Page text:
by Eurydice

Q: My vaginal juices taste a bit bitter. Is this diet or genetics? Can I alter the taste?
Q: The skin has grown over my clitoris.
Q: Dear Irma Kurtz: I just want a chick with a dick, I know it's impossible but I'm fixated.
Q: The new man in my life is great except he either has a small dick or I have a stretched out pussy. Is there anything UNDETECTABLE I can insert to make my pussy tighter, so we can enjoy conventional sex?

Q: Dear E. Jean: I love oral sex but I hear semen is very high on calories. Please advise.

A: Every reader is a peeping Tom. This fact has spawned many successful industries through the ages; one of the most widespread and least discussed among them are syndicated sex columns. Across the spectrum, publications like any excusable opportunity to discuss sex. Sensationalized sex sells, period. Tasteful salacious controversy attracts loyal readership. Whether they get us informed, angry or wet, sex columns cutely pimp those of us who write in. Their primary function is titillation (variations on the Penthouse strategy to excite readers, then ice them). Their purpose is to advertise the publication they're in, the personals on that page, the writers instructional books and tapes listed below. Some are placed by the horoscope, crossword puzzle and bridge, and others are advertised on the cover. All of them feed /upon our inordinate interest in other peoples sex lives, our obscene enjoyment/delight in the public display of others private failings.

Q: Dear Ann Landers: I'm an attractive 23-year-old woman with a great job and a wonderful fiancÚ. When I get stressed out, I put on adult-size diapers.

Which is also why it's pretty unimaginable to fetishize any one of them. Their titles lend them an aura of legitimacy, and at the same time imply that sex is a problem, a dis-ease the fine points of whose treatment must be left to experts.

Q: Dear Dan Savage: I run an amputee support group. I'm amp-neutral, but I did let a horny guy feel my stump once for the experience. I have a fantasy of fucking a woman with my stump and I've met some women who are interested, but my wife wouldn't approve. What do you suggest?

Sex columnists are spunky know-it-alls, like imperious depression-era relatives proud of their no-nonsense common sense. No one knows what circumstances makes them sexperts; they draw from experience, self-help libraries, imagination. Some are merciless disciplinarians, prickly control freaks who force readers to accept their version of reality. (I'll fly out there and give you a yucca-stalk flogging the likes of which you'll never forget ) Others are superefficient cheerleaders, personal sex trainers, enthusiastic secretaries in charge of fielding off the ad hoc crowds so the invisible boss hiding in the conference room can attend to the real job of sex undistracted. (Romance, dearest luv, can be made using elements no more elaborate than two pairs of beaming eyes.) They are sexist, sexless, sincere, touchy-feely, self-deprecating, chatty and female (or queer). The most enlightened have something akin to a pedagogy and may be aware of their part in shaping the culture. Of course, all sex columnists are by definition conservative: their job is to spread the norm, to preserve cultural values, and sell copy. They encourage commercialism and conformity. They perpetuate socially needed manners and fears at the individual level. Sex columnists teach us how to think, not fuck. They affect the claustrophobic conviction that anything can be answered. Even cool open-minded upstarts like Savage can't help cloning their readers. It's the difference between being a priest and a prophet: priests preach, organize and re/solve, but they don't invent.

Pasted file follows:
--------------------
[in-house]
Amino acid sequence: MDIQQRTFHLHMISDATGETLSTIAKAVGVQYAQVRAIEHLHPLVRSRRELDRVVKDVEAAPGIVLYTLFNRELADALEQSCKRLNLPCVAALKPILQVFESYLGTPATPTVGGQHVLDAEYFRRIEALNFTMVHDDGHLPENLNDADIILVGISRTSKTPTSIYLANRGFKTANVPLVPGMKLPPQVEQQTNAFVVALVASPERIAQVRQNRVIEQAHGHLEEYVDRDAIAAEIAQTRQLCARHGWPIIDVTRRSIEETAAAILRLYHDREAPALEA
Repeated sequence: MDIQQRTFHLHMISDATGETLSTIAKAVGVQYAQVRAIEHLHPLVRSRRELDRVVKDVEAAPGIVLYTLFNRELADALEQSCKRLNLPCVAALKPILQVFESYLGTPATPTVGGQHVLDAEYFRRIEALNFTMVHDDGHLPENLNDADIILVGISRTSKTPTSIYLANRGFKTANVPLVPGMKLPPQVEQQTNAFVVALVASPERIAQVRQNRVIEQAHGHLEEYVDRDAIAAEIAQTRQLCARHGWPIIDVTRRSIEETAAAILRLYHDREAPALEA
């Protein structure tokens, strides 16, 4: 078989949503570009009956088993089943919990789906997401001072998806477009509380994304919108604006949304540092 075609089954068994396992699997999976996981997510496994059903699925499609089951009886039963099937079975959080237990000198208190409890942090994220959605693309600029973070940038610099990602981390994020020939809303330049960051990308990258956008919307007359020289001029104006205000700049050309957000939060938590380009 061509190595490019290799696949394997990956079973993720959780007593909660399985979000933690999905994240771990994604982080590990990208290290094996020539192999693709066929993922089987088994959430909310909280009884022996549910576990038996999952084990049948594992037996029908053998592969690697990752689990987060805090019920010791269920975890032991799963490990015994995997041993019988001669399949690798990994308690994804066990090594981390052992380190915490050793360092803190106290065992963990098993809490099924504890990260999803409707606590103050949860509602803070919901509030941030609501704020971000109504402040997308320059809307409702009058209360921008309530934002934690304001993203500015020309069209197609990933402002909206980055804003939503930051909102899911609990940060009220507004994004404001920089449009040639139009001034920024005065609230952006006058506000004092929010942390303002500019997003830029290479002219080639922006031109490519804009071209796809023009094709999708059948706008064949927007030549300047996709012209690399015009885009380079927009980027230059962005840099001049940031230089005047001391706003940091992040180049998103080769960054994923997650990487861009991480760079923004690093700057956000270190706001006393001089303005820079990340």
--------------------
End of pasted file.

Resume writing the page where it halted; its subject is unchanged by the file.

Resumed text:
Q: Dear Joy Davidson, Ph.D.: Please explain digital anal stimulation.

Sex columnists disseminate reliable information on anything from instructional videos on female ejaculation to penis enlargement methods, from sex reassignment surgery to bottled female high-schoolers' saliva from Japan. That is their main useful service. They also disperse advice on the mechanics of plumbing; advocate safety; urge readers to come out to themselves or their kin; "name" facts for the weak-hearted or the naive; describe adult etiquette and indirectly provide inspirations for new sex adventures. They enable us to name our phobias and obsessions. They introduce us to obscure sexualities. They help readers overcome biases or resistances, and enhance comprehension and tolerance. (Even genre hybrids like Anka, who uses herself as a sexist ginneypig for the amusement of her indolent readers, can potentially educate and enrich readers sex lives.) Sex columns teach us that we're capable of acts beyond what/those/any we can imagine.

Q: Dear Irma Kurtz: I reach orgasm by touching my breasts--is that possible?